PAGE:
Sustaining growth

In 1973 Lowe’s sold its silica plant. The following year it acquired a processing facility in Oran, Mo., and began construction for a large plant in Bloomfield, MO. Once completed, the Bloomfield, MO plant produced almost twice the combined production of plants in Paris, TN, and Olmsted, IL.

Improvements to facilities included:

  • Installing a 2,000 ton storage tank and air pollution control equipment at the Oran operation.
  • Conducting a packaging conversion at the Paris plant that substantially increased its packaging capacity for litter products.
  • Installing a new screening operation at the Olmsted plant that removed accumulated dust before litter products were packaged.
  • By the end of the decade, all operations related to production, marketing and distribution took place at a Lowe’s facility.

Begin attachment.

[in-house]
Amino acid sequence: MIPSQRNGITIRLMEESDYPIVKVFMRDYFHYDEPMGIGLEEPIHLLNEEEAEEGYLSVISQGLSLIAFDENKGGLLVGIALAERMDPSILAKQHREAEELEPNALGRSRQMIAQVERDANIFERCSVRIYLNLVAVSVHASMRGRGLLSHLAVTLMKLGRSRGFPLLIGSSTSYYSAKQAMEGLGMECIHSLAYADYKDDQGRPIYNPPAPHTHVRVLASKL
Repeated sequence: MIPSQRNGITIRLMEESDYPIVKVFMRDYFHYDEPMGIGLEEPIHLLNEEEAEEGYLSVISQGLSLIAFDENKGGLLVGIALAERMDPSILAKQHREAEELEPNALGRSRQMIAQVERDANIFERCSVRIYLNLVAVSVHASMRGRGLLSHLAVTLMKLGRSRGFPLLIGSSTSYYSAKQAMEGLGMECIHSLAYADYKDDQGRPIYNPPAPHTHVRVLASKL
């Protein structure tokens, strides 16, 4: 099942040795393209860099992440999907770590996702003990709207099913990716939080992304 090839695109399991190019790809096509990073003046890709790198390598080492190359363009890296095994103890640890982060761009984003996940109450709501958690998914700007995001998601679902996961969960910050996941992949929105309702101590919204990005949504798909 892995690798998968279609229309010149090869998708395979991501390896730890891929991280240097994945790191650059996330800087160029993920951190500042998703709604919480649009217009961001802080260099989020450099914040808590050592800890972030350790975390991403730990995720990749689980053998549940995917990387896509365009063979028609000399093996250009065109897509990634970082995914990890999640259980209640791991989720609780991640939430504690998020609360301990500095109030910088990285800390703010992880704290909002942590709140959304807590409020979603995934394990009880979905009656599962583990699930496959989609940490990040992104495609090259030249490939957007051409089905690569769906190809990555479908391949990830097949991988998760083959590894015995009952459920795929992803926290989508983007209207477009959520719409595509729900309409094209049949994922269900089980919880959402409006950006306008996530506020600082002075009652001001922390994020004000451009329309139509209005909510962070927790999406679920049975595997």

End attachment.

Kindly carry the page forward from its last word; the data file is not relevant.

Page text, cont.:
Another milestone, Lowe’s launched an export initiative, and in 1977 executives traveled to Europe to conduct market research. Both the cat-box-filler and agricultural granule market appeared to have strong potential, and Lowe’s formulated a program to utilize the Olmsted and Paris facilities, both located on rivers, as water shipment points.

    Although Lowe’s concentrated on vertical integration during the 1970s, Ed Lowe couldn’t resist scratching his itch for innovation and created a number of new products and services. Many were outside the absorbent clay business, such as Frenchy Bucksaw, a company that produced pre-packaged firewood, and Lowe’s Executive Auction Service, which auctioned everything from furnishings to farm equipment to electronics. Ed also purchased the town of Jones, MI, and tried to develop it into a tourist attraction.

    Factoids